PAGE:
+ July 29-Aug. 20, Damien Geter’s Holy Ground, Glimmerglass Festival, Cooperstown, N.Y. (glimmerglass.org). Geter leads a split career between his composing and his performances as a well-regarded bass-baritone, but his work as a musical creator is increasingly taking precedence, as this commission makes clear. His second opera, with a libretto by Lila Palmer, reimagines the biblical story surrounding the birth of Jesus Christ. In this contemporary version, angels have approached more than 450 other women who have turned down the chance to be the virgin mother, and they have now put their hopes in Mary. The world premiere, which Glimmerglass bills as a mix of “satirical fantasy and divine comedy,” will be featured on a double bill with composer Kamala Sankaram’s Taking Up Serpents.
But Holy Ground is far from the only significant opera to be debuted this summer. The Cincinnati Opera is unveiling Castor and Patience by Gregory Spears, whose Fellow Travelers was premiered in 2016 by the same summer company and has gone on to enjoy follow-up performances by such major companies as Lyric Opera of Chicago. Performances are set for July 21-30 (cincinnatiopera.org). From July 9 through 22, the Des Moines Metro Opera (desmoinesmetroopera.org) will present A Thousand Acres, Kristin Kuster’s adaptation of Jane Smiley’s Pulitzer Prize-winning novel of the same title. Few Broadway plays in recent decades have received more attention than David Henry Hwang’s M. Butterfly. The playwright has adapted the story for opera with Chinese-born composer Huang Ruo. It premieres July 30-Aug. 24 at the Santa Fe Opera (santafeopera.org).
+ Aug. 5-14, Rachmaninoff and His World, Bard Music Festival, Annandale-on-Hudson, N.Y. (fishercenter.bard.edu). The Bard Music Festival chooses an annual theme, and this year it is a look at Sergei Rachmaninoff, who has a history of being misunderstood and undervalued. In the 1954 edition of the authoritative Grove’s Dictionary of Music and Musicians, musicologist Eric Blom derided the composer’s “artificial and gushing tunes” and went on to assert that “the enormous popular success some few of Rachmaninoff’s works had in his lifetime is not likely to last.” While the composer’s standing has soared since then, too much attention is focused on his hugely popular piano concertos, and the full scope of his output is not always fully comprehended. Through a series of concerts, lectures and panel discussions, the festival aims to offer a fuller appreciation of the composer and the often-fraught century in which he was at work.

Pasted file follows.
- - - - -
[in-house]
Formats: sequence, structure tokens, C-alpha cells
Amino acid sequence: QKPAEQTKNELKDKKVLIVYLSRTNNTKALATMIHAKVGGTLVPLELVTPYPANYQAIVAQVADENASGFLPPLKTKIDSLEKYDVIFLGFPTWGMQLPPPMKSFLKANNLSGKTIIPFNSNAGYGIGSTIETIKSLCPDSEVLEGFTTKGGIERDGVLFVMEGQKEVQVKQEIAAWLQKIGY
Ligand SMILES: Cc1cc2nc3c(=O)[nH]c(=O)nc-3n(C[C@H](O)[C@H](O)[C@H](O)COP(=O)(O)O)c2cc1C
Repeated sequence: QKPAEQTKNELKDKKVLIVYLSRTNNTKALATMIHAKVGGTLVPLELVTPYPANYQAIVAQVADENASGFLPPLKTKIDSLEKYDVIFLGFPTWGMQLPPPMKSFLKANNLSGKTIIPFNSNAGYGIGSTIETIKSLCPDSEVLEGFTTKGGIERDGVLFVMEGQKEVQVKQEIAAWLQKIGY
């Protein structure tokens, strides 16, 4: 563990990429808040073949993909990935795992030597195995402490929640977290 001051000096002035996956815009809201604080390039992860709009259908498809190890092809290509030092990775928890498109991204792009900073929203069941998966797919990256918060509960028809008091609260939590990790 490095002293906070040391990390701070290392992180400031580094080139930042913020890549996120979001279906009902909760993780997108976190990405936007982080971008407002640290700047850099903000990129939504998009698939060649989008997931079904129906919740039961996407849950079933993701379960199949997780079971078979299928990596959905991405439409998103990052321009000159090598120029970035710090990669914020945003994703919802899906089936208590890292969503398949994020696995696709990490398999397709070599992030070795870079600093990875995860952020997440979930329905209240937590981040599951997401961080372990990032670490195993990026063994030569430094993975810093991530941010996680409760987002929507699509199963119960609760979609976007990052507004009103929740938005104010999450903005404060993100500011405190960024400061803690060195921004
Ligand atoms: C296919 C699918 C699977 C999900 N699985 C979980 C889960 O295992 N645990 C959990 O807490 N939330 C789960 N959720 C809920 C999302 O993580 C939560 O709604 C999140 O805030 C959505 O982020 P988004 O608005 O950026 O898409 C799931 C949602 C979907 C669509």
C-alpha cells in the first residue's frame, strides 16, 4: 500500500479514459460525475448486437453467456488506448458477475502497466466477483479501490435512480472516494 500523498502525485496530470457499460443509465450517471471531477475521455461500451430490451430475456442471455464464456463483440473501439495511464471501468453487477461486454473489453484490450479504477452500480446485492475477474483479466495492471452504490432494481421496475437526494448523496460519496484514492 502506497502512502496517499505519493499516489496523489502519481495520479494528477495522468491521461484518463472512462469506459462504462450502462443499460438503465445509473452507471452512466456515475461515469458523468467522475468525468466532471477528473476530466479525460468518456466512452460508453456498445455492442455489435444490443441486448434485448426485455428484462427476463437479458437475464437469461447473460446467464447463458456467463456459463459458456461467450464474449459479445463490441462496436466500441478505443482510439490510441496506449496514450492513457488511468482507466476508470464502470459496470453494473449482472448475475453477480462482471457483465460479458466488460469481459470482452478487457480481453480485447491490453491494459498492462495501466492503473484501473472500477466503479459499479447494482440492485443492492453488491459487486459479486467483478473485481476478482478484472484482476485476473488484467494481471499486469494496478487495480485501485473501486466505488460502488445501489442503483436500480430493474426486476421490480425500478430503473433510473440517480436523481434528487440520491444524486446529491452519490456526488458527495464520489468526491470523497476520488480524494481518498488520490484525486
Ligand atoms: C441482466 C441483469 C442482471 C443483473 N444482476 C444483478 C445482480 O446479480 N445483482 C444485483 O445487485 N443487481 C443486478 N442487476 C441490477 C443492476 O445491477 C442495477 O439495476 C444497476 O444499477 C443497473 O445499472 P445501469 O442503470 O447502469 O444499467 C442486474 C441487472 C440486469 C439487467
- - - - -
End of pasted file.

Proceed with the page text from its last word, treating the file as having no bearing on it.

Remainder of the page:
+ Aug. 15, Messiaen’s Quartet for the End of Time, Santa Fe Chamber Music Festival, Santa Fe, N.M. (santafechambermusic.com). Few works offer a more profound and moving emotional journey than Olivier Messiaen’s evocatively titled Quartet for the End of Time, one of the chamber masterpieces of the 20th century. The composer wrote the eight-movement work during World War II while imprisoned at Stalag VIII-A, a German prisoner-of-war camp where the piece was premiered in 1941. He chose its unusual instrumentation based on the group of professional musicians who were with him — clarinet, cello, violin, and piano. The French composer, who was a devout Catholic, was inspired by the Book of Revelation, the apocalyptic final section of the New Testament.
For this performance, which also includes works by Mozart and Stockhausen, the festival has gathered an extraordinary group of musicians starting with violinist Leila Josefowicz, who has devoted her career to modern and contemporary music, which she plays with fiery intensity and keen technique. She will be joined by Russian-born pianist Kirill Gerstein, the sixth recipient of the prestigious Gilmore Artist Award, cellist Paul Watkins, and clarinetist Carol McGonnell.